It need not have taken such sudden, bloody, high-profile events to call our attention to this problem. Other more pervasive, ongoing situations to which we seem to have become accustomed because of their constant presence in our lives, should command equal alarm. The Israeli-Palestinian tragedy, the Catholic-Protestant war in Northern Ireland, Sri Lanka's Tamil-Sinhalese feud, and the Hindu-Muslim atrocities that daily take lives and bring terror and agony to so many, are only continuations of the ages-old confrontations between varieties of religious delusions. Desperate efforts to sustain by any means the rule and power of in-place religious systems that insist they have The Way to salvation and eternal life, as so well demonstrated in the bloody Catholic Inquisition that released us not too long ago, illustrate equally well that so much of our conflict is a direct result of the presence of religion. And, in cases of such minor events as local elections, the religion card can and often is played, with great success. We cherish our mistakes, and we defend them. Often to the death.
And the attitude that superstitious beliefs such as religion are harmless, is quite wrong. Richard Dawkins recently observed, in www.thehumanist.org/humanist/articles/dawkins.html:
I think a case can be made that faith is one of the world's great evils, comparable to the smallpox virus but harder to eradicate. Faith, being belief that isn't based on evidence, is the principal vice of any religion. And who, looking at Northern Ireland or the Middle East, can be confident that the brain virus of faith is not exceedingly dangerous?
I have always differentiated between "blind faith" and "evidence derived faith." From now on, I'll use the word "faith" and not insert "blind." Rather than "evidence derived faith" I'll use "confidence." I have confidence in the rising of the Sun tomorrow or, more correctly, the turning of the Earth to face the Sun! and I have faith that George W. Bush will eventually cease appealing to a deity or invoking prayer in every one of his public appearances....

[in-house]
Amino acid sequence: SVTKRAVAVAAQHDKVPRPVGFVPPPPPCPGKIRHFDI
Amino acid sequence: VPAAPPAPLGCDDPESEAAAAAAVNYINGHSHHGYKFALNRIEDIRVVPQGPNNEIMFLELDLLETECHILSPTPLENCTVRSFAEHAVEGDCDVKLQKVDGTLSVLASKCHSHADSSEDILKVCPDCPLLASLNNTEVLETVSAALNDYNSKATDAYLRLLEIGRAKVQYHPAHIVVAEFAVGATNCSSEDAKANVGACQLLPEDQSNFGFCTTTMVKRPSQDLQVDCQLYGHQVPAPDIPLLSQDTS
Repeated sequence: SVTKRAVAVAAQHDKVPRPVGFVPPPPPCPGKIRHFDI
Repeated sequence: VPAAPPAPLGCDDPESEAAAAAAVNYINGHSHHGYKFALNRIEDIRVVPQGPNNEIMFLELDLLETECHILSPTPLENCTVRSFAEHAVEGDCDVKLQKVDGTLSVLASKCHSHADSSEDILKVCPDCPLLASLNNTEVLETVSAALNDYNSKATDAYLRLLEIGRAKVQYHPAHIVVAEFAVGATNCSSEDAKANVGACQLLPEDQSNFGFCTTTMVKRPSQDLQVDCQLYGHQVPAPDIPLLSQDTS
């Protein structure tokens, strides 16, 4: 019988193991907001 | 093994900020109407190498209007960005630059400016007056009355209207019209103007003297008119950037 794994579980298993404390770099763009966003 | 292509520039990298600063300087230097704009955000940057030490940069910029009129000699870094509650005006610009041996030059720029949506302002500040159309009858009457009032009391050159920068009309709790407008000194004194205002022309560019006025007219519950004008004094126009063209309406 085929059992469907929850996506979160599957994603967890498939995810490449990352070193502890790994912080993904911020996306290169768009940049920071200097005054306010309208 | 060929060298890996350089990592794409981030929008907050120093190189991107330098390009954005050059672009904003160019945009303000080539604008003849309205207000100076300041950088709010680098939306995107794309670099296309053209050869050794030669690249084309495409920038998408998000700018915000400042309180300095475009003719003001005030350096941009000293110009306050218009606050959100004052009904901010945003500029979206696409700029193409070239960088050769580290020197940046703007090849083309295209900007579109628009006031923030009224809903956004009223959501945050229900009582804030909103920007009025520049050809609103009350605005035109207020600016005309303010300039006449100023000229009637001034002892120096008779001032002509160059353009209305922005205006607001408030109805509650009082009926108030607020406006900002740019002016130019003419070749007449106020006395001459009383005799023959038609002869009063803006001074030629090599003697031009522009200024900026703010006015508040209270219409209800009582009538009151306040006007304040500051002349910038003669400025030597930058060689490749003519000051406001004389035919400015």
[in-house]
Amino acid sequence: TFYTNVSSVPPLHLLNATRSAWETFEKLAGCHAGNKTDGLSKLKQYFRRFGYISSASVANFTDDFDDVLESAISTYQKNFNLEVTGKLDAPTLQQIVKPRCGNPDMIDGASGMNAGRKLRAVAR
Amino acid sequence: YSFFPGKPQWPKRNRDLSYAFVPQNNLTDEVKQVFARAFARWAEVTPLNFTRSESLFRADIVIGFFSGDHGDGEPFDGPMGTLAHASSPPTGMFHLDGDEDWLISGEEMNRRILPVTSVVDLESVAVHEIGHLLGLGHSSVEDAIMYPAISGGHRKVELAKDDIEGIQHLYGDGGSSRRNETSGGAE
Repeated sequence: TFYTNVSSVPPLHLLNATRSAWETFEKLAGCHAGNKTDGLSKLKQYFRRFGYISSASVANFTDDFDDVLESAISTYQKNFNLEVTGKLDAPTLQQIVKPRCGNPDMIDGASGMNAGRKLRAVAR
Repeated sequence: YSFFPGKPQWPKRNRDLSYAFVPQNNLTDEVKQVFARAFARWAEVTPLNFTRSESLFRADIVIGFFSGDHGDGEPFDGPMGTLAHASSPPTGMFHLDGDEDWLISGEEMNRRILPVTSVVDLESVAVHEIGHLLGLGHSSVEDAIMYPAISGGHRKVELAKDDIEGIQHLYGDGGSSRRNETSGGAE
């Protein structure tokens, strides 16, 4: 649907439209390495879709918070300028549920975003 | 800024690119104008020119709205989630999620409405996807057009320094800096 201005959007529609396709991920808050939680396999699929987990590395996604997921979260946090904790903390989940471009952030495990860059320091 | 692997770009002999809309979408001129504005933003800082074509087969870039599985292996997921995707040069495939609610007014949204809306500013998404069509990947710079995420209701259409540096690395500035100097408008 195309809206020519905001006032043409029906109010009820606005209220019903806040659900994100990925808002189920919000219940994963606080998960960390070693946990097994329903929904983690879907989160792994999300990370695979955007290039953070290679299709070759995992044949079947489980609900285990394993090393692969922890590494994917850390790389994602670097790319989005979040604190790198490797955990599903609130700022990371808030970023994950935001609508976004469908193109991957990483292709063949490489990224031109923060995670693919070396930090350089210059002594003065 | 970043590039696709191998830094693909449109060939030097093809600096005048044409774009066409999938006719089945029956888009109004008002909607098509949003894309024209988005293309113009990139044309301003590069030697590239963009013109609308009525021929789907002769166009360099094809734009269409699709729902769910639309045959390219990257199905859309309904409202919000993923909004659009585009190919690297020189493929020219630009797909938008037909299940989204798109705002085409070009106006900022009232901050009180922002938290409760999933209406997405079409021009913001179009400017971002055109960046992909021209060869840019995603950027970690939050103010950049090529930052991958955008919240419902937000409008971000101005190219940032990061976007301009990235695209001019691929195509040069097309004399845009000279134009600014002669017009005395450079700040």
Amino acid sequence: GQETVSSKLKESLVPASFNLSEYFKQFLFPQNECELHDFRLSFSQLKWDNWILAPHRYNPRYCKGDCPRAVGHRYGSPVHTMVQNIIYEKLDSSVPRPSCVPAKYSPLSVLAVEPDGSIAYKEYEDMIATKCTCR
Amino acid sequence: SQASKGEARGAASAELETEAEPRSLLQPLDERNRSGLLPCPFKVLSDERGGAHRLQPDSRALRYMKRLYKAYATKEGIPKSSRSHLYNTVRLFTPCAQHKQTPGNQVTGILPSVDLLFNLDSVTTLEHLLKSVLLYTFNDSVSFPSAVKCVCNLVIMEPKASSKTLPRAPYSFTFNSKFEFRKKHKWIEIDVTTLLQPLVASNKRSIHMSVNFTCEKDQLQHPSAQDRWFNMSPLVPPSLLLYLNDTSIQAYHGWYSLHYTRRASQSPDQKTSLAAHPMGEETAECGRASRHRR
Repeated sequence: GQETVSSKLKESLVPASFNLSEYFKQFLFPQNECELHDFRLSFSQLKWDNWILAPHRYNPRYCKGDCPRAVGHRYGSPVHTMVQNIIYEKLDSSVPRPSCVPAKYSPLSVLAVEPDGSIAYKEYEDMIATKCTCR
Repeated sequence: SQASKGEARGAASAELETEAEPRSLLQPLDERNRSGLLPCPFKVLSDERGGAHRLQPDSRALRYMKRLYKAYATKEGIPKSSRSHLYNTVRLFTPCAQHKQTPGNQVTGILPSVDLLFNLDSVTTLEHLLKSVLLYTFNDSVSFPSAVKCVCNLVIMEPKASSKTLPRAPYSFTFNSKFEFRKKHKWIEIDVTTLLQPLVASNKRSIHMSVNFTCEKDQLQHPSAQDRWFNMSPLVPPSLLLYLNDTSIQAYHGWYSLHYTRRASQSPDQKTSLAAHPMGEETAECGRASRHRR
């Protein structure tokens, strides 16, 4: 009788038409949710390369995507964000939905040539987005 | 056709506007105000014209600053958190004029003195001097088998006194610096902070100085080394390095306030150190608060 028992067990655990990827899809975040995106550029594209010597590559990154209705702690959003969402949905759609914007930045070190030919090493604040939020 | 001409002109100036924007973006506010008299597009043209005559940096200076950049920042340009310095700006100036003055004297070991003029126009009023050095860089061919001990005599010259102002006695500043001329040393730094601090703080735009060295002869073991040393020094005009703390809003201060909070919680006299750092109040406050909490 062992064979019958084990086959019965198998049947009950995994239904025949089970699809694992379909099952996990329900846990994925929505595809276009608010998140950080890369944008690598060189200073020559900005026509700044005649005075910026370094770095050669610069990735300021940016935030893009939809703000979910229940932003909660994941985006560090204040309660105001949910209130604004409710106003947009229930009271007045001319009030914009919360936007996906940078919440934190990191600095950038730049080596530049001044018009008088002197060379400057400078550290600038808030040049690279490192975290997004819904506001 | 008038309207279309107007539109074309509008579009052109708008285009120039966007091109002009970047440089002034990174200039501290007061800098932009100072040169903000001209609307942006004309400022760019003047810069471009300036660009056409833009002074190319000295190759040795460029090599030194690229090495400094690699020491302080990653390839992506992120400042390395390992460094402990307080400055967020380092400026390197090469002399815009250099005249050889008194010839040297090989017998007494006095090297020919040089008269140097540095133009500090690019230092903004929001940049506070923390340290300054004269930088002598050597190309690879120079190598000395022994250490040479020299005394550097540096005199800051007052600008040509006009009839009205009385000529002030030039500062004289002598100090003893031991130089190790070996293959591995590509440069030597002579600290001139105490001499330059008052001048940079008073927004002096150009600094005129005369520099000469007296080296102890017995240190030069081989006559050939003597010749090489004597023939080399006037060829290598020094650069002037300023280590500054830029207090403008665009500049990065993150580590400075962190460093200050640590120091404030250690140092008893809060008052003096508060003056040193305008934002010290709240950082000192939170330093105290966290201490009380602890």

The credophiles try to establish a parallel between science and religion. This is a useless pursuit; these ideas are exact opposites of one another. No, as Dawkins also writes, "Although it has many of religion's virtues, [science] has none of its vices. Science is based upon verifiable evidence."
We find religion in so much of our history, our philosophy, our everyday lives, and our legal system. Miscegenation was banned based on Biblical rules, slavery was justified by the same book. It's convenient to have an ancient set of rules to back up odious actions and behavior, especially when it can be argued that a certain amount of "interpretation" though never outright denial! is necessary for them to properly be applied to any given situation. In that regard, I reject the tired arguments that try to excuse perfectly obvious errors and blunders of religion by insisting that "it doesn't really mean that." It means what it says, and no amount of alibi-ing and explaining will convince me that they didn't intend the faithful to actually believe that the Universe was created in seven days. Make up your mind: either it's right, or it's wrong.
Spare me the argument that we owe so much of our art and culture to religion; that's a misattribution. The great architecture, paintings, music, and sculpture that poured forth in adulation of saints, deities and their offspring, and the blessed deceased, were commissioned, sponsored and paid for by those who offered them as sacrifices, penance, homage, and public relations. Those offerings were items of insurance, appeasements, and bribes, to neutralize transgressions or to obtain a better position on line. They were prompted by fear. I agree that we're better off for the wealth of creative work that we're able to share as a result of this apprehension, but I often think of how much better it could have been if the work had been directed to, and designed for, our species rather than for mythical beings in the sky or under the ground.
Well, I thank the mythology for giving me Handel's "Messiah," but that doesn't make up for the suffering, grief, fear, and the millions of dead that need not have been....